Bert Lockwood, Distinguished Service Professor of Law, teaches Constitutional Law I and a human rights seminar at UC Law, but he wants to talk about that only briefly. Professor Lockwood has been in the human rights field for over 40 years, and many of his courses revolve around related issues. In the coming fall, he will be teaching a seminar on economic, social, and cultural rights, which, he points out, are topics that do not get enough attention, even within the human rights field. Few courses are offered on the subject, and Lockwood is glad to contribute by teaching one at UC. During his years at UC, the university has taken a greater interest in the human rights field and now offers a human rights certificate program. Additionally, there are a number of faculty members and graduate students who get together about once a month to discuss human rights-related issues, with a different presenter each meeting.
Breaking Ground: the Urban Morgan Institute is established
These topics are discussed only briefly, however; what Lockwood really wants to talk about is the Urban Morgan Institute for Human Rights (UMI), of which he is the Director, and which just celebrated its 30th anniversary. Thirty years ago, in 1979, he says, he was presented with the challenge and the opportunity to establish the first human rights program at a law school in the world. UC had received a gift for that purpose and Lockwood was the man for the job. Since he undertook that challenge, he says, “I have been gratified by the Institute’s experiences and successes, in terms of the quality of students we’ve been able to attract—and their careers—as well as the contributions made to the scholarship and development of international human rights.”
One of the principal achievements of the Institute, he says, is the Human Rights Quarterly (HRQ), which has been a tremendous success and has received world-wide acclaim. The UMI has had the responsibility of editing the HRQ for 27 years, and Lockwood proudly boasts that the publication is “108 for 108. In all 108 issues, it has been mailed to its subscribers in the month of publication. That kind of success is almost unheard of.” In addition to being available in print the HRQ also is available electronically to institutions around the world. In fact, in 2008 it ranked second out of some 400 publications in terms of the number of downloads via Project Muse. In addition, HRQ also serves as a great opportunity for students to get involved; first year students can be cite checkers, and second and third year students serve as articles editors.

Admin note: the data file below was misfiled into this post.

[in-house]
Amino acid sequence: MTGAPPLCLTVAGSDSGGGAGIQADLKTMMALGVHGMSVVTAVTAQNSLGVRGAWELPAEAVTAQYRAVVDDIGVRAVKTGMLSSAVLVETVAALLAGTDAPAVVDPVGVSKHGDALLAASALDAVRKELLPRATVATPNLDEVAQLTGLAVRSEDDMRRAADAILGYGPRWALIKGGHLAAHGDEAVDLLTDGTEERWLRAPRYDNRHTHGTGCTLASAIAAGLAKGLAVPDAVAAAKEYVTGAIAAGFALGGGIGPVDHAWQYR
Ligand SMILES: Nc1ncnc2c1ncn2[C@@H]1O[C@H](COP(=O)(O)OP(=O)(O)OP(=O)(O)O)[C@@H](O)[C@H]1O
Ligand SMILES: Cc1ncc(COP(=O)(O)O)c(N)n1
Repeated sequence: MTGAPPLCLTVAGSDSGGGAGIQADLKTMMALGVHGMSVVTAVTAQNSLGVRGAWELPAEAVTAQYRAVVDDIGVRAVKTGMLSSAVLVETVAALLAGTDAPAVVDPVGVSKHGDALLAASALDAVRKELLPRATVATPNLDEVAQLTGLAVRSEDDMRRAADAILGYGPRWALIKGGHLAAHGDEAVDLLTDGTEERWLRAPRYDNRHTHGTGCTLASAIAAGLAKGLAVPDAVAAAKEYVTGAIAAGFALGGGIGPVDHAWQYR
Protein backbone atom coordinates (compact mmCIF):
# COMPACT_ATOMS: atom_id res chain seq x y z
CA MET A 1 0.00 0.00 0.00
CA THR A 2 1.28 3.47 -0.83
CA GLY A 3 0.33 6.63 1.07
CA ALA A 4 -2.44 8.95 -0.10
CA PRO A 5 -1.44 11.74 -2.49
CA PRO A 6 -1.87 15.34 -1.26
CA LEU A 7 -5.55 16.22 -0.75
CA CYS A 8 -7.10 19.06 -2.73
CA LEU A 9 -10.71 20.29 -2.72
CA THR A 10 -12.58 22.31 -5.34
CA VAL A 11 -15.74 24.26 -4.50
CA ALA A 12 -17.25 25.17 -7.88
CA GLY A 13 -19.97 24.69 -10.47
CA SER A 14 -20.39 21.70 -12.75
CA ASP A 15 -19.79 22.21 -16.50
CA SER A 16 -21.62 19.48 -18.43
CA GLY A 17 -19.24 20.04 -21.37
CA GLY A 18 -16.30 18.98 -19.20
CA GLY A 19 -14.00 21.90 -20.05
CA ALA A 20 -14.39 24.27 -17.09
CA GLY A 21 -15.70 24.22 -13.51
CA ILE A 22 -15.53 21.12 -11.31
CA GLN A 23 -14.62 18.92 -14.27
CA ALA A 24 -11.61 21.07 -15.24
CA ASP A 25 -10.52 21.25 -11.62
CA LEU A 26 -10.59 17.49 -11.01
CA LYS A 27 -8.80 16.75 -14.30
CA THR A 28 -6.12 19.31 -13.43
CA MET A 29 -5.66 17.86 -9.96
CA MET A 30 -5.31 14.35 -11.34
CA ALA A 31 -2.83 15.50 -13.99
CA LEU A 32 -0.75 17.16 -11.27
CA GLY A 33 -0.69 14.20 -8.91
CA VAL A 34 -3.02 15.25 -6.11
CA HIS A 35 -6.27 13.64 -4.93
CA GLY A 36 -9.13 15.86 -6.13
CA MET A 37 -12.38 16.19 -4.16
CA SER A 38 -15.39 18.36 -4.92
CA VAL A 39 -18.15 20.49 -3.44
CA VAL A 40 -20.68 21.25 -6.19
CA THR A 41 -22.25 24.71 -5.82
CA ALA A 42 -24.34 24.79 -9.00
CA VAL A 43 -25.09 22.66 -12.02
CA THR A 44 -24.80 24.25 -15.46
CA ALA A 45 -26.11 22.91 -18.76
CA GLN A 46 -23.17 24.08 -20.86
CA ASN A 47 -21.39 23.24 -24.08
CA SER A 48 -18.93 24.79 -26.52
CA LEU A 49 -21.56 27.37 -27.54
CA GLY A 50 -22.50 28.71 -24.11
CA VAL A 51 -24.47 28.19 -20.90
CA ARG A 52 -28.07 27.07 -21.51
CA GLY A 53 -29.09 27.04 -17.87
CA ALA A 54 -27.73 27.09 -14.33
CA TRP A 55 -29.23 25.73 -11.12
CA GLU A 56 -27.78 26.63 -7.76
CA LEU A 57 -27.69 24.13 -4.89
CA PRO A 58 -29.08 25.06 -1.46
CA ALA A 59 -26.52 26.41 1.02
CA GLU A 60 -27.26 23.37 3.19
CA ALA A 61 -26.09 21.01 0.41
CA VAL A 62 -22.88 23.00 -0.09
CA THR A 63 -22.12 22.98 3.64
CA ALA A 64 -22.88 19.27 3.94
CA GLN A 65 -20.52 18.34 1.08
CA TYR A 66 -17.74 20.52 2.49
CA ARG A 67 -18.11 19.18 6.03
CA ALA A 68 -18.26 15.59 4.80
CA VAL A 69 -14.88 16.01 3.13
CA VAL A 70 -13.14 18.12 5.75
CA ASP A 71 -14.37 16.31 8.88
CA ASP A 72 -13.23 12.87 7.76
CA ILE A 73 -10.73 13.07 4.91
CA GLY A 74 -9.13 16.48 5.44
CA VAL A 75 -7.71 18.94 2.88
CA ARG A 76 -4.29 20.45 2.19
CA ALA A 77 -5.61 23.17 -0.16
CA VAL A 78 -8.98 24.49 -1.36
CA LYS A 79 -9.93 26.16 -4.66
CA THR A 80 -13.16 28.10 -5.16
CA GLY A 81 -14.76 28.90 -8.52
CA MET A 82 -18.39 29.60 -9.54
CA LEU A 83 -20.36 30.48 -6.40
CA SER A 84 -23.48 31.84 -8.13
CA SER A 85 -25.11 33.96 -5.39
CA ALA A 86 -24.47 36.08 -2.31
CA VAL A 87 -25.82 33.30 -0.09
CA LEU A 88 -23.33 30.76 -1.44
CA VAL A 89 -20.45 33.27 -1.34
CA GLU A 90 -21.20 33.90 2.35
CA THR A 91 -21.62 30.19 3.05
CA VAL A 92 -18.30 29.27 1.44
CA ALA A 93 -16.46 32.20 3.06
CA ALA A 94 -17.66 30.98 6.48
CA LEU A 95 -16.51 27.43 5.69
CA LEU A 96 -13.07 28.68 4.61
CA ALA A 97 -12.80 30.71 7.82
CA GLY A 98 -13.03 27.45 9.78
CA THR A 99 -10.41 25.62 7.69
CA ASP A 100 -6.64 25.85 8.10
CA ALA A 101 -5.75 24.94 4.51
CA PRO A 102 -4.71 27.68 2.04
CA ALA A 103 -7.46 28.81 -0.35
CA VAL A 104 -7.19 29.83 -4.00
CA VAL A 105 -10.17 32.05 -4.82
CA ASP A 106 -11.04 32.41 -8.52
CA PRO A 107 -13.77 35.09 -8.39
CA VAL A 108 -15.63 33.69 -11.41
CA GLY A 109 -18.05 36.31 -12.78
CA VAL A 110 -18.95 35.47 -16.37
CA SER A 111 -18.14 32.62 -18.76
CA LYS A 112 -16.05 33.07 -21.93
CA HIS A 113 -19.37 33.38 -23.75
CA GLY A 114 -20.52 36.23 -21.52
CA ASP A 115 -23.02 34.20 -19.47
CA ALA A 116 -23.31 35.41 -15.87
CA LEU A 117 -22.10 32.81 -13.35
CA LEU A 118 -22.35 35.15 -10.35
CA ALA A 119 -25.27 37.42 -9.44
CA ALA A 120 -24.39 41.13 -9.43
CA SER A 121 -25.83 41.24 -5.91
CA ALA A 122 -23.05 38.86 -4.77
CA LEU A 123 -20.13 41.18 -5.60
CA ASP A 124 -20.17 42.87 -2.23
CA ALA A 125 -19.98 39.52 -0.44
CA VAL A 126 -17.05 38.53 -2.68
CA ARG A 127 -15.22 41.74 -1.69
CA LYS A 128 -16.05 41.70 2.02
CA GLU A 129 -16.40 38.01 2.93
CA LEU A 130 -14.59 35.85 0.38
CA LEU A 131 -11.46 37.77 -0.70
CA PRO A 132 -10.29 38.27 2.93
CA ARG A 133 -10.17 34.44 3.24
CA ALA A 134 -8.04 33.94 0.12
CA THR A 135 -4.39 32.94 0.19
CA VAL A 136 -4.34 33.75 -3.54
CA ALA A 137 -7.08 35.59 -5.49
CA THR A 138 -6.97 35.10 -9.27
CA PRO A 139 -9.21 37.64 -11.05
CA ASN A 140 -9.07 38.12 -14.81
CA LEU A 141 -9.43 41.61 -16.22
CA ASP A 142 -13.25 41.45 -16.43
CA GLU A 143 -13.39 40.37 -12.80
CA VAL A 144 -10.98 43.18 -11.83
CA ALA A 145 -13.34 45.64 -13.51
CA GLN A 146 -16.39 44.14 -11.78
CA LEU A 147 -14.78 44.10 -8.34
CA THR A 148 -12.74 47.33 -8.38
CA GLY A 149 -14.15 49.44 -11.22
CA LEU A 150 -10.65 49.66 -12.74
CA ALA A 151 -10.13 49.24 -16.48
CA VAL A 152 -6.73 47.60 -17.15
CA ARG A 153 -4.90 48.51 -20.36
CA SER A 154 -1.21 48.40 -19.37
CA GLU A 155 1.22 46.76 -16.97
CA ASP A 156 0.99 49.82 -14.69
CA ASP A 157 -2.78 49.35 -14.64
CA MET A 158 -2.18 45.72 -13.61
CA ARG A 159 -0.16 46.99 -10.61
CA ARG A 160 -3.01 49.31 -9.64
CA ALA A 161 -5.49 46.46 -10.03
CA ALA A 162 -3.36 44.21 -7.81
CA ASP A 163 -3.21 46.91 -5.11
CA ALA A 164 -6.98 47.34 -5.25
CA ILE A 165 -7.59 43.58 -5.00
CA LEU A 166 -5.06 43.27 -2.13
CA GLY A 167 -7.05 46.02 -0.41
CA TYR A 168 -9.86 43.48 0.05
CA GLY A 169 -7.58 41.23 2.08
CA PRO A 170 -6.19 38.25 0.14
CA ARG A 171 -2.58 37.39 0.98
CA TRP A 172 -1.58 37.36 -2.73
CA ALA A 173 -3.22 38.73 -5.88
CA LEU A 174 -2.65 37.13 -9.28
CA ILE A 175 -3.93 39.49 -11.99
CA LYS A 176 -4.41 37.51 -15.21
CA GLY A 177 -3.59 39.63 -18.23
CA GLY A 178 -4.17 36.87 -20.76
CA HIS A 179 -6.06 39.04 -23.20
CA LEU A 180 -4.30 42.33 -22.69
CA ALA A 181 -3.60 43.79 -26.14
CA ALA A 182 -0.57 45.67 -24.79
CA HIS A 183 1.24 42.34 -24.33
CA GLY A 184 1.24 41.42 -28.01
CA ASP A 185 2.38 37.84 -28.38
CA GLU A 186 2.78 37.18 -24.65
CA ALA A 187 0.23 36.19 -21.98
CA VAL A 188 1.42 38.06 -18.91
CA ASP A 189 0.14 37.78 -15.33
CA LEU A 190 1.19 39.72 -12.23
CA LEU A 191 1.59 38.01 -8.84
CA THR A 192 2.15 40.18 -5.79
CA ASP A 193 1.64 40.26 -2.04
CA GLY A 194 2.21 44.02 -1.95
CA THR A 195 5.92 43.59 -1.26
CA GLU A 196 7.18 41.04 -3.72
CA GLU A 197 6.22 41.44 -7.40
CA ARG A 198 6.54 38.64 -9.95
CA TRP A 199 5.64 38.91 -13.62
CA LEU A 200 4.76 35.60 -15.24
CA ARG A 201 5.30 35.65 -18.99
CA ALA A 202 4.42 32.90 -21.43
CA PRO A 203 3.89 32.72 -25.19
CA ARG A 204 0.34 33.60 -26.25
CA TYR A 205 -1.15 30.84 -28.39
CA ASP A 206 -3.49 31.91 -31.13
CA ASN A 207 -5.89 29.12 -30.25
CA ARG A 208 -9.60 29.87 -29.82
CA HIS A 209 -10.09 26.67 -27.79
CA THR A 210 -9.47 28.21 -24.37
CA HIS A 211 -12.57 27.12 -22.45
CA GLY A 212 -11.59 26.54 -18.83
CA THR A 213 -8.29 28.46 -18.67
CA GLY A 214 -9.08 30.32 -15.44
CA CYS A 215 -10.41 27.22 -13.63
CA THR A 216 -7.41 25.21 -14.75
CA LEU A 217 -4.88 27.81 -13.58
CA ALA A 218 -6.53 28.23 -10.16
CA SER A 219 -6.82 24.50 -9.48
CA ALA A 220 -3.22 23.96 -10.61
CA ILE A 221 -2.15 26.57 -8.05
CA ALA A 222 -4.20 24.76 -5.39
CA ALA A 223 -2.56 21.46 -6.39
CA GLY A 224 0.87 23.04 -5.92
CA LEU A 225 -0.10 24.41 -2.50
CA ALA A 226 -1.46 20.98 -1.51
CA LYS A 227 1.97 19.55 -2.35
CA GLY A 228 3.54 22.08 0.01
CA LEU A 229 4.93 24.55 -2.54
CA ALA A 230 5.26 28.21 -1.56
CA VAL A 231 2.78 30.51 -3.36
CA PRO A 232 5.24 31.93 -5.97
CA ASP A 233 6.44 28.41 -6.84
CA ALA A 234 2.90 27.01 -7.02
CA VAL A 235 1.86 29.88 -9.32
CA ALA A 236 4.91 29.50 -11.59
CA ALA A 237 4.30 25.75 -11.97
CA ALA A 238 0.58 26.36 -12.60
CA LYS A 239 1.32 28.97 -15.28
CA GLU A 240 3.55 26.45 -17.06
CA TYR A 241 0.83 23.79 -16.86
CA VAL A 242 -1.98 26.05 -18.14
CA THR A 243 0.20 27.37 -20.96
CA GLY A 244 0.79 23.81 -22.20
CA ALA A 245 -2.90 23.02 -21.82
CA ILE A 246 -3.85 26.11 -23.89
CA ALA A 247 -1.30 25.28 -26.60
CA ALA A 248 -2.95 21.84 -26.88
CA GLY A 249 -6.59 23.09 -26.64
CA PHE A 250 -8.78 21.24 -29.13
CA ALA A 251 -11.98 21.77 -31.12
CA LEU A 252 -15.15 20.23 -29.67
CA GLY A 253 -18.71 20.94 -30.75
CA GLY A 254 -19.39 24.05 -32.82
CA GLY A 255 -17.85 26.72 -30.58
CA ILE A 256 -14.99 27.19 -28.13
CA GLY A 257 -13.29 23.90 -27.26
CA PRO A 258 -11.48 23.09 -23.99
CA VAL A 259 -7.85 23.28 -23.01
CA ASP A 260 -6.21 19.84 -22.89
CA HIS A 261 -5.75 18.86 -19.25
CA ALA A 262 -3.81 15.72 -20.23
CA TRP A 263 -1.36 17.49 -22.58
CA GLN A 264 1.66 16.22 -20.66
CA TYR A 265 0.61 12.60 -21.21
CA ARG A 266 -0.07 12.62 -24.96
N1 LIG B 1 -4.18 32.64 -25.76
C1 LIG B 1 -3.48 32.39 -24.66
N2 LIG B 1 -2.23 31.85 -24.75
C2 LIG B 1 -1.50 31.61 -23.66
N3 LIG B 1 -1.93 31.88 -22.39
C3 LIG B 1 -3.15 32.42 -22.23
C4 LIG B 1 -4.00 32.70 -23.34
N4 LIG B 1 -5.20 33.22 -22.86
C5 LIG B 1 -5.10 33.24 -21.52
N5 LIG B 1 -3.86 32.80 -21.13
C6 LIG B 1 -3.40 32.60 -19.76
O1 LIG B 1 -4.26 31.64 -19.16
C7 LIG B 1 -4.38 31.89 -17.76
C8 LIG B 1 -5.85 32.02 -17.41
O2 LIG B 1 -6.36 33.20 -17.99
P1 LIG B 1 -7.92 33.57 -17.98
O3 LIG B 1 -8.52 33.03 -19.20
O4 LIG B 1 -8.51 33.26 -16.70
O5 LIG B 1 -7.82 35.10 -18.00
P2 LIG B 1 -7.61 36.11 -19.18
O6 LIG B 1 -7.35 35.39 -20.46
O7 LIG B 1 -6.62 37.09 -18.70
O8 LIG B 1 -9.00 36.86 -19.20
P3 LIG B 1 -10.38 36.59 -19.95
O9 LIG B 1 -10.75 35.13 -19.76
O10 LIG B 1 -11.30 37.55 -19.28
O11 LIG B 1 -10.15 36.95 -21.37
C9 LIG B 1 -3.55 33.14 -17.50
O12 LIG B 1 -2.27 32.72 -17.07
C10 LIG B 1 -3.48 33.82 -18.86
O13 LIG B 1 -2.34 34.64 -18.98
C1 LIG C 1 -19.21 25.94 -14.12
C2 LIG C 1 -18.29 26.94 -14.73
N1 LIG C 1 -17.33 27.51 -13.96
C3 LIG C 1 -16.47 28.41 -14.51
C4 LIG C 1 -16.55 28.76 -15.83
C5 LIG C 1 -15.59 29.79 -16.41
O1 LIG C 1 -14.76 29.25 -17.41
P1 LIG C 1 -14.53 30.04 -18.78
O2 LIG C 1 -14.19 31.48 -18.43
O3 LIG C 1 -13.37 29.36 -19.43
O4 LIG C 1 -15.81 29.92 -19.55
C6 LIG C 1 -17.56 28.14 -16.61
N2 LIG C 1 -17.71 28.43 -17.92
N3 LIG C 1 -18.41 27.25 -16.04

Another publication for which Lockwood has played an important role is the Pennsylvania Studies in Human Rights series, published by the University of Pennsylvania Press and of which he is series editor. “I began it 20 years ago, with the goal in mind of making it the most important book series in the human rights field.” In the intervening years, the series has published 63 books, and approximately 40 more are in the works. He is especially proud of the fact that the series recently published the first book on women’s human rights. Few law schools have any courses at all on this issue, and Lockwood is hopeful that the existence of this new book will lead to the creation of courses in more places. “It’s difficult to create a course on a complicated subject from scratch,” he explains, “but when a course plan has been laid out in front of you, you’re more likely to take advantage of that.”
Advocating for Human Rights Around the World
In addition to the opportunities these publications provide for students, the UMI also sends students abroad to work with various human rights groups around the world. This summer more than 15 students are taking advantage of this opportunity, working in human rights organizations ranging from the Philippines to England, Bolivia and Austria. In fact, shortly before meeting for this interview, Lockwood had just returned from a visit to The Hague, where he served as rapporteur for a two-day meeting with primary human rights representatives from many countries. While there, he met with rising 2L Maribeth Mincey, who is working at The Hague for the summer. Thanks to Lockwood’s experiences with other human rights organizations, the relationships he has cultivated over the years, and his eminence in the field, Mincey and many other students benefit from these types of opportunities.
Life Outside the UMI
Lockwood says he has little time for much outside of the UMI. He has twice taken sabbaticals at the University of Essex, which he states has one of the best human rights programs, and he plans to do something similar in the near future. He, his wife Lynn, and their three children, Dillon, Meredith, and Courtney, have otherwise lived in Clifton since they came to Cincinnati. Indeed, even most of the travelling that Lockwood does is work-related. “I have no hobbies,” he said smiling. “I enjoy being swamped with work. Of course, the workload only increases with our continued successes, but I see that as a positive thing.”